A half-cube is cut into two pieces by a plane through the long diagonal and at right angles to it. Can you draw a net of these pieces? Are they identical?

Where can you put the mirror across the square so that you can still "see" the whole square? How many different positions are possible?

Can you fit the tangram pieces into the outline of Little Ming?

Can you work out what shape is made by folding in this way? Why not create some patterns using this shape but in different sizes?

Can you fit the tangram pieces into the outline of this shape. How would you describe it?

What shape is made when you fold using this crease pattern? Can you make a ring design?

This article for teachers describes how modelling number properties involving multiplication using an array of objects not only allows children to represent their thinking with concrete materials,. . . .

A magician took a suit of thirteen cards and held them in his hand face down. Every card he revealed had the same value as the one he had just finished spelling. How did this work?

This article for teachers describes a project which explores thepower of storytelling to convey concepts and ideas to children.

Can you fit the tangram pieces into the outline of this sports car?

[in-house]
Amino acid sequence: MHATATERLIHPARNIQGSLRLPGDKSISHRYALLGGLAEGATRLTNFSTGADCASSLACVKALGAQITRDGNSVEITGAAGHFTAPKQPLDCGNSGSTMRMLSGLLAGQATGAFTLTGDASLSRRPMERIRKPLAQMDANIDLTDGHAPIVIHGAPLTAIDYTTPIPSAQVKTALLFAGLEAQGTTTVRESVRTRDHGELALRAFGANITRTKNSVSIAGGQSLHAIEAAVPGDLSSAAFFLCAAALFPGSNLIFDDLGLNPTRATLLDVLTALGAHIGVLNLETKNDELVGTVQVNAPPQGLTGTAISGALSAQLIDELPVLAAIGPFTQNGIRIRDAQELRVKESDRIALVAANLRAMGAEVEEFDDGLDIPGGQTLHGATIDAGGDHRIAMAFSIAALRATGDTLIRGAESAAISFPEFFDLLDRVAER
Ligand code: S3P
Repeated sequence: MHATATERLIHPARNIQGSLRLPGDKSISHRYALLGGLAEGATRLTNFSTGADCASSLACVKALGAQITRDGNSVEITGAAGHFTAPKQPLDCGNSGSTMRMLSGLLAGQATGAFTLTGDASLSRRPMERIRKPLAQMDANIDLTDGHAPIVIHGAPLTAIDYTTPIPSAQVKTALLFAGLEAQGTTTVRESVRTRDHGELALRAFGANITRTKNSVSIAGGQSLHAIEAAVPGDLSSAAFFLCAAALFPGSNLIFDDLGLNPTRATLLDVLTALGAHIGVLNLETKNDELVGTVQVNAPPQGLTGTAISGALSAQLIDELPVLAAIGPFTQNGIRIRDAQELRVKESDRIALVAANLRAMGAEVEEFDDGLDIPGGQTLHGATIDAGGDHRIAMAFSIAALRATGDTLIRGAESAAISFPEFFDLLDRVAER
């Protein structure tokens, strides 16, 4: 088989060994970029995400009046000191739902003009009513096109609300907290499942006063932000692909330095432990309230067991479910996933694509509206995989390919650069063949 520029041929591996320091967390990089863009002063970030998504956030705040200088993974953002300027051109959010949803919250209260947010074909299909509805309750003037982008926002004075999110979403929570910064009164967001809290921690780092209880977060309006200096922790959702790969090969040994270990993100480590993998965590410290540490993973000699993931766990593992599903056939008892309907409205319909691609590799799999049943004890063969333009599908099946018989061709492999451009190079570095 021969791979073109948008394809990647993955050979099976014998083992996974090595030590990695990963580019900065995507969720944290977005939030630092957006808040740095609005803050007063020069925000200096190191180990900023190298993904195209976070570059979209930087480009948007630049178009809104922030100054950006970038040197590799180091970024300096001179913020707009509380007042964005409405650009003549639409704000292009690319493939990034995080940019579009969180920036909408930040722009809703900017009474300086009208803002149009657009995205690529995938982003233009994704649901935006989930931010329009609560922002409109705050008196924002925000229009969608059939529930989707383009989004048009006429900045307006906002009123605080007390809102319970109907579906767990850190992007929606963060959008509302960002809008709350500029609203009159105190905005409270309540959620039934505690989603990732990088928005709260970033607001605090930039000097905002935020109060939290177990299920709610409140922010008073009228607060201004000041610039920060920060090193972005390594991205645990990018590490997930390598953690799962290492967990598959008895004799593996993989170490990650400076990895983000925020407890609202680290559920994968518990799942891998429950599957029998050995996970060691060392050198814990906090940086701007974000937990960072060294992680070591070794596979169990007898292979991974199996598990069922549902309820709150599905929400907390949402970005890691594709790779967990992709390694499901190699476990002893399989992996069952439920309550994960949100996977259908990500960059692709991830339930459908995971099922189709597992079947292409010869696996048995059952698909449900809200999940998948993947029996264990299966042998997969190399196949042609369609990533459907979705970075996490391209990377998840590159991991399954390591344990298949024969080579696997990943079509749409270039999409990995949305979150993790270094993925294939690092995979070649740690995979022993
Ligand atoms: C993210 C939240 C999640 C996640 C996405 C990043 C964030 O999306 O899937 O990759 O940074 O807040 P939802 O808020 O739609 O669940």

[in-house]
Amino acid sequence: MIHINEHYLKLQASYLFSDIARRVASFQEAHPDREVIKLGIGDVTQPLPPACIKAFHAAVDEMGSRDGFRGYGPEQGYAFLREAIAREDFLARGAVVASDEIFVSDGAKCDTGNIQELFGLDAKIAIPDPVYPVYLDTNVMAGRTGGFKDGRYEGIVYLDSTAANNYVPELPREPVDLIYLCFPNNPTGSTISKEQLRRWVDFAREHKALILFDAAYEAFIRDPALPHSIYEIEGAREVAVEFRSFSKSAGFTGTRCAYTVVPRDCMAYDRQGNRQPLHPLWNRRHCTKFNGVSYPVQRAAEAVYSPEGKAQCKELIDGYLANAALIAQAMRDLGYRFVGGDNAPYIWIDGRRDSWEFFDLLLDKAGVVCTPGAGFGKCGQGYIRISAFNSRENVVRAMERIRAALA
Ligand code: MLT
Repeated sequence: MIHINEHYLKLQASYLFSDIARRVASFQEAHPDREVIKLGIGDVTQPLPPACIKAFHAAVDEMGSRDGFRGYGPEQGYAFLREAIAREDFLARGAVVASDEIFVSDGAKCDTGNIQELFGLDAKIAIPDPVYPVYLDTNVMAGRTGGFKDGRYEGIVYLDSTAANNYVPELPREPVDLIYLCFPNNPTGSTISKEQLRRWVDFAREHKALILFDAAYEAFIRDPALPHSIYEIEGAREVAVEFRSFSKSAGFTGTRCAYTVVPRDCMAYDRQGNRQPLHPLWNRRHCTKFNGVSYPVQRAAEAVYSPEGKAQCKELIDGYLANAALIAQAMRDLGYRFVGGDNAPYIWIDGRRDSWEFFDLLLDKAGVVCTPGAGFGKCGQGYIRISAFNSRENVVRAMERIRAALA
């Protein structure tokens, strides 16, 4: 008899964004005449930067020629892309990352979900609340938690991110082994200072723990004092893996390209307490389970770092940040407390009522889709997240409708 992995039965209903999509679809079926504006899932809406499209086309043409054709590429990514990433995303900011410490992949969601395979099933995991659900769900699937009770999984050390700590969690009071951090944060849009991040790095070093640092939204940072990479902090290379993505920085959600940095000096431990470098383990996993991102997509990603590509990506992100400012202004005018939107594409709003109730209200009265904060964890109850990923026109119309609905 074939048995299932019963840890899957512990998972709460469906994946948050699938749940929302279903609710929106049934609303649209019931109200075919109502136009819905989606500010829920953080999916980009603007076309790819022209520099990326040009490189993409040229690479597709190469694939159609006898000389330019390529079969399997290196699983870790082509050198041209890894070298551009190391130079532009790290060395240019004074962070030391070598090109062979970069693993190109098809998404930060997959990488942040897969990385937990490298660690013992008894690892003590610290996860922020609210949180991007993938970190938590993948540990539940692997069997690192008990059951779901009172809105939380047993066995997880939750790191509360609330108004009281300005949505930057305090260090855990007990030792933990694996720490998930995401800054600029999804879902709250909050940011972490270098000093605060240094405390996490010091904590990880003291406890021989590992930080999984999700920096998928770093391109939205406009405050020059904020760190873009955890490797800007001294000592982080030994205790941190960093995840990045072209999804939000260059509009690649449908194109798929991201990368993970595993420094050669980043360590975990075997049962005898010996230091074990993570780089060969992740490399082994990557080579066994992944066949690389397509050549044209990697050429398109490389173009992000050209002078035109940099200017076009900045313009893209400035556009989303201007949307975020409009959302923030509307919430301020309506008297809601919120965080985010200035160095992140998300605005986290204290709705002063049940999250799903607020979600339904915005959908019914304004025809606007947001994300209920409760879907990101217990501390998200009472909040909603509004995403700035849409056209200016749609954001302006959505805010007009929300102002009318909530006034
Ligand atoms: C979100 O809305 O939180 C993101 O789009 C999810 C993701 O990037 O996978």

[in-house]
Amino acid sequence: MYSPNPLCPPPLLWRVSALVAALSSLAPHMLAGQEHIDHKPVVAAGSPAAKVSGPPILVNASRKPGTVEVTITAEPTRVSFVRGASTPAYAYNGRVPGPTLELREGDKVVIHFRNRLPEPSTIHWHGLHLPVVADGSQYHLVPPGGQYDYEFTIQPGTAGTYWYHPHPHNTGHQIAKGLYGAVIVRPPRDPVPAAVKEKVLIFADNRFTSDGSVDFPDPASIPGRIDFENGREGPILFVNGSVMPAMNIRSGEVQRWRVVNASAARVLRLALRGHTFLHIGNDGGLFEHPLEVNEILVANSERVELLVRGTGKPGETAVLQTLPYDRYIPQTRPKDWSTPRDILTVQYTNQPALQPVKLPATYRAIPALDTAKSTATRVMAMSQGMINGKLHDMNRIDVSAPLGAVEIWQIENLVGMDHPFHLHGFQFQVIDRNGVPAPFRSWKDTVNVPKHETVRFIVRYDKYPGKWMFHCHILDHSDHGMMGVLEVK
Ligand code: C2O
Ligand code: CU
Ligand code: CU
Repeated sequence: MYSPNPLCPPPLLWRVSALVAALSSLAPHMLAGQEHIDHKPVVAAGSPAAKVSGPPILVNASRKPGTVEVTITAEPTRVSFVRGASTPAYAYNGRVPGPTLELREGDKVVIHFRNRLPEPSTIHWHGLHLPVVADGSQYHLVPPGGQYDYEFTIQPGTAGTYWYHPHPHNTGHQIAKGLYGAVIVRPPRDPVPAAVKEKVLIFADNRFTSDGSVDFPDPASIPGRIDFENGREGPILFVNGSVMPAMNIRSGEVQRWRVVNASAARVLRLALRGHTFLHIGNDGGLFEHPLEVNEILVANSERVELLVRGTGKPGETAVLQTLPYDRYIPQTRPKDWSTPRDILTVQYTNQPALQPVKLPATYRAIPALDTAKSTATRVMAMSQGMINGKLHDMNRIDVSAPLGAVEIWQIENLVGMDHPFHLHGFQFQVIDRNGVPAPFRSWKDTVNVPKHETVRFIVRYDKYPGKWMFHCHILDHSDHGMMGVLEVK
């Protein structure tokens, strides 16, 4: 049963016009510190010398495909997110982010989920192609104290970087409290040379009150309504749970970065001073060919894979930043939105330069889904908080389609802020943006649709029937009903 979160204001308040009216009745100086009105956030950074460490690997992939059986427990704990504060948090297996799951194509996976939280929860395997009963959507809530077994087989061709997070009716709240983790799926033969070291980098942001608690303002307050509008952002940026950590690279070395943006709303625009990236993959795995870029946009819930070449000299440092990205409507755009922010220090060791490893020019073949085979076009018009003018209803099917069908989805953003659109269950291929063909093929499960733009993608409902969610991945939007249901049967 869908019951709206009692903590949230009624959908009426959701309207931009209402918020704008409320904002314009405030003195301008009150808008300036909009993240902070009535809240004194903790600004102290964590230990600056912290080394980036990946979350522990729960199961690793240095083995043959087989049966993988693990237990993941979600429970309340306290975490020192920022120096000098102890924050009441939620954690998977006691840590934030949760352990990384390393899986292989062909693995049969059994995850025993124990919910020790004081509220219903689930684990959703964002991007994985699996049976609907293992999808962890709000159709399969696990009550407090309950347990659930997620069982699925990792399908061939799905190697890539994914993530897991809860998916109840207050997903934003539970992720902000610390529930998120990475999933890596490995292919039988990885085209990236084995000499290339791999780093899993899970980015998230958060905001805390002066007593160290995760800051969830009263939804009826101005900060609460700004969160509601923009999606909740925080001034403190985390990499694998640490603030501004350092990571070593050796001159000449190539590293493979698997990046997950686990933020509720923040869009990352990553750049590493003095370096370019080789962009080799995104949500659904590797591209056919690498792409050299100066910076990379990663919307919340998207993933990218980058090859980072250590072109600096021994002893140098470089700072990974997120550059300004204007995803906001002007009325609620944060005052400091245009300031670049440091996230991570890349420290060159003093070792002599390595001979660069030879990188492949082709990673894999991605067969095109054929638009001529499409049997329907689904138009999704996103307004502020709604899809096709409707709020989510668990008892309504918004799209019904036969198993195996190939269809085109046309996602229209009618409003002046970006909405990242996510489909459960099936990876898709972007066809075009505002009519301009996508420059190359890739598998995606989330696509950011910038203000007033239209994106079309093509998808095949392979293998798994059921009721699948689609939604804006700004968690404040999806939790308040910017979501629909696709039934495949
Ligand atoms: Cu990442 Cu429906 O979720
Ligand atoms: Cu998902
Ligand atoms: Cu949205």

Can you fit the tangram pieces into the outline of this goat and giraffe?

Can you fit the tangram pieces into the outlines of the chairs?

This problem invites you to build 3D shapes using two different triangles. Can you make the shapes from the pictures?

Which of the following cubes can be made from these nets?

Can you visualise what shape this piece of paper will make when it is folded?

Use the interactivity to listen to the bells ringing a pattern. Now it's your turn! Play one of the bells yourself. How do you know when it is your turn to ring?

On which of these shapes can you trace a path along all of its edges, without going over any edge twice?

How many DIFFERENT quadrilaterals can be made by joining the dots on the 8-point circle?

For this task, you'll need an A4 sheet and two A5 transparent sheets. Decide on a way of arranging the A5 sheets on top of the A4 sheet and explore ...

Start with a large square, join the midpoints of its sides, you'll see four right angled triangles. Remove these triangles, a second square is left. Repeat the operation. What happens?

Use the lines on this figure to show how the square can be divided into 2 halves, 3 thirds, 6 sixths and 9 ninths.

How many different cuboids can you make when you use four CDs or DVDs? How about using five, then six?

What happens when you turn these cogs? Investigate the differences between turning two cogs of different sizes and two cogs which are the same.

Can you fit the tangram pieces into the outline of this telephone?

Can you fit the tangram pieces into the outline of Little Ming playing the board game?

Can you fit the tangram pieces into the outlines of these clocks?

Can you fit the tangram pieces into the outline of the child walking home from school?

Can you fit the tangram pieces into the outlines of the lobster, yacht and cyclist?